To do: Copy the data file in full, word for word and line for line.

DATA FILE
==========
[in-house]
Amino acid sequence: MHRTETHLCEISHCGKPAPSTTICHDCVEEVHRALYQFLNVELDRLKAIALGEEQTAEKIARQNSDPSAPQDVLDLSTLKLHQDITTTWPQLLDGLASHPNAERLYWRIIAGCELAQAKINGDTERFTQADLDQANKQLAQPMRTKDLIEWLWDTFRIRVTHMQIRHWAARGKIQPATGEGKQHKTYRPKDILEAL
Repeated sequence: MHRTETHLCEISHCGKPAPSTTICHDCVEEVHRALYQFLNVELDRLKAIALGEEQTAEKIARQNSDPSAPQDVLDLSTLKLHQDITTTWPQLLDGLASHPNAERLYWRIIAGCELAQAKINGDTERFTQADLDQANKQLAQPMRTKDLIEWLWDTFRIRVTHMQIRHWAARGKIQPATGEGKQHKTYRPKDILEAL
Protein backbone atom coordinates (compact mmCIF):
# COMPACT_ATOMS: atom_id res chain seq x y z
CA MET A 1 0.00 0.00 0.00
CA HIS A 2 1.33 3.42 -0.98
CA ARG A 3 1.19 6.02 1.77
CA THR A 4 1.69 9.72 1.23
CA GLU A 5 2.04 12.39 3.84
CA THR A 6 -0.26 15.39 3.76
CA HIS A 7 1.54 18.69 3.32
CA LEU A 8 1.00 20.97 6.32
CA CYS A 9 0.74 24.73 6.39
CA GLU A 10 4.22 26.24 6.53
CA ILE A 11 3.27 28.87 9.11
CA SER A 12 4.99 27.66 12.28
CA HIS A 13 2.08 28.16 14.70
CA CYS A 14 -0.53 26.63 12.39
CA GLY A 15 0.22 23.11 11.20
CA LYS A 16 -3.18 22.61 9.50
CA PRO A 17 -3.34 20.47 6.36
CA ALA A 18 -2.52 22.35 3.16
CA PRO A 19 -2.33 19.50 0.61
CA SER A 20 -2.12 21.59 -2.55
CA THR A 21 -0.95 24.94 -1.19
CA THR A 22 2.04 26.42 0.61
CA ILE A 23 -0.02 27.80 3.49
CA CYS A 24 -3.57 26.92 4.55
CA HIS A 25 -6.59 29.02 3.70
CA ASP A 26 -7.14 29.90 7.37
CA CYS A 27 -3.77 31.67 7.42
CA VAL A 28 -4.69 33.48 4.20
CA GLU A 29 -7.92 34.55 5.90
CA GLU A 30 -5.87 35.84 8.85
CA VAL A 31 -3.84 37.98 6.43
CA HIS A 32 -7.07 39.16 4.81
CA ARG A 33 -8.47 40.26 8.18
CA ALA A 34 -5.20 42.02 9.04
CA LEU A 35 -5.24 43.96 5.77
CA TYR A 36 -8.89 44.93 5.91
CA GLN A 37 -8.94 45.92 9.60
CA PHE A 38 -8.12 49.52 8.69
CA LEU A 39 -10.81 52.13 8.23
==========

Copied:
[in-house]
Amino acid sequence: MHRTETHLCEISHCGKPAPSTTICHDCVEEVHRALYQFLNVELDRLKAIALGEEQTAEKIARQNSDPSAPQDVLDLSTLKLHQDITTTWPQLLDGLASHPNAERLYWRIIAGCELAQAKINGDTERFTQADLDQANKQLAQPMRTKDLIEWLWDTFRIRVTHMQIRHWAARGKIQPATGEGKQHKTYRPKDILEAL
Repeated sequence: MHRTETHLCEISHCGKPAPSTTICHDCVEEVHRALYQFLNVELDRLKAIALGEEQTAEKIARQNSDPSAPQDVLDLSTLKLHQDITTTWPQLLDGLASHPNAERLYWRIIAGCELAQAKINGDTERFTQADLDQANKQLAQPMRTKDLIEWLWDTFRIRVTHMQIRHWAARGKIQPATGEGKQHKTYRPKDILEAL
Protein backbone atom coordinates (compact mmCIF):
# COMPACT_ATOMS: atom_id res chain seq x y z
CA MET A 1 0.00 0.00 0.00
CA HIS A 2 1.33 3.42 -0.98
CA ARG A 3 1.19 6.02 1.77
CA THR A 4 1.69 9.72 1.23
CA GLU A 5 2.04 12.39 3.84
CA THR A 6 -0.26 15.39 3.76
CA HIS A 7 1.54 18.69 3.32
CA LEU A 8 1.00 20.97 6.32
CA CYS A 9 0.74 24.73 6.39
CA GLU A 10 4.22 26.24 6.53
CA ILE A 11 3.27 28.87 9.11
CA SER A 12 4.99 27.66 12.28
CA HIS A 13 2.08 28.16 14.70
CA CYS A 14 -0.53 26.63 12.39
CA GLY A 15 0.22 23.11 11.20
CA LYS A 16 -3.18 22.61 9.50
CA PRO A 17 -3.34 20.47 6.36
CA ALA A 18 -2.52 22.35 3.16
CA PRO A 19 -2.33 19.50 0.61
CA SER A 20 -2.12 21.59 -2.55
CA THR A 21 -0.95 24.94 -1.19
CA THR A 22 2.04 26.42 0.61
CA ILE A 23 -0.02 27.80 3.49
CA CYS A 24 -3.57 26.92 4.55
CA HIS A 25 -6.59 29.02 3.70
CA ASP A 26 -7.14 29.90 7.37
CA CYS A 27 -3.77 31.67 7.42
CA VAL A 28 -4.69 33.48 4.20
CA GLU A 29 -7.92 34.55 5.90
CA GLU A 30 -5.87 35.84 8.85
CA VAL A 31 -3.84 37.98 6.43
CA HIS A 32 -7.07 39.16 4.81
CA ARG A 33 -8.47 40.26 8.18
CA ALA A 34 -5.20 42.02 9.04
CA LEU A 35 -5.24 43.96 5.77
CA TYR A 36 -8.89 44.93 5.91
CA GLN A 37 -8.94 45.92 9.60
CA PHE A 38 -8.12 49.52 8.69
CA LEU A 39 -10.81 52.13 8.23